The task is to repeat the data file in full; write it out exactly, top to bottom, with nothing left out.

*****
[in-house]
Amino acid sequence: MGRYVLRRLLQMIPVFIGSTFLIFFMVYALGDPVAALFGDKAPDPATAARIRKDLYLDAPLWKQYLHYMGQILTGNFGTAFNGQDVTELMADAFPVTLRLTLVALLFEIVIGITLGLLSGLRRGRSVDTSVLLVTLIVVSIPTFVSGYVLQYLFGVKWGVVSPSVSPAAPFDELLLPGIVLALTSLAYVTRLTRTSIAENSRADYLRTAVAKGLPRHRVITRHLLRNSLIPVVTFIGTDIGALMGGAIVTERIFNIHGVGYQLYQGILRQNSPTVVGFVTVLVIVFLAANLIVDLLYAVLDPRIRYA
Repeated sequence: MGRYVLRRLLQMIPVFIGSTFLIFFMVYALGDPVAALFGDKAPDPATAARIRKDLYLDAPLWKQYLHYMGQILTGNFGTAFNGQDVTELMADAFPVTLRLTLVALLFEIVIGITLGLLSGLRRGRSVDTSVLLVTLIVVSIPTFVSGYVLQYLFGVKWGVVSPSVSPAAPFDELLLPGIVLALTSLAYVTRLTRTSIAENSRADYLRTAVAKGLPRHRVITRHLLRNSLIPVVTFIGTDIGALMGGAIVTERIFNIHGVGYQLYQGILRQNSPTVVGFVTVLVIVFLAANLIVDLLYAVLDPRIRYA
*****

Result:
[in-house]
Amino acid sequence: MGRYVLRRLLQMIPVFIGSTFLIFFMVYALGDPVAALFGDKAPDPATAARIRKDLYLDAPLWKQYLHYMGQILTGNFGTAFNGQDVTELMADAFPVTLRLTLVALLFEIVIGITLGLLSGLRRGRSVDTSVLLVTLIVVSIPTFVSGYVLQYLFGVKWGVVSPSVSPAAPFDELLLPGIVLALTSLAYVTRLTRTSIAENSRADYLRTAVAKGLPRHRVITRHLLRNSLIPVVTFIGTDIGALMGGAIVTERIFNIHGVGYQLYQGILRQNSPTVVGFVTVLVIVFLAANLIVDLLYAVLDPRIRYA
Repeated sequence: MGRYVLRRLLQMIPVFIGSTFLIFFMVYALGDPVAALFGDKAPDPATAARIRKDLYLDAPLWKQYLHYMGQILTGNFGTAFNGQDVTELMADAFPVTLRLTLVALLFEIVIGITLGLLSGLRRGRSVDTSVLLVTLIVVSIPTFVSGYVLQYLFGVKWGVVSPSVSPAAPFDELLLPGIVLALTSLAYVTRLTRTSIAENSRADYLRTAVAKGLPRHRVITRHLLRNSLIPVVTFIGTDIGALMGGAIVTERIFNIHGVGYQLYQGILRQNSPTVVGFVTVLVIVFLAANLIVDLLYAVLDPRIRYA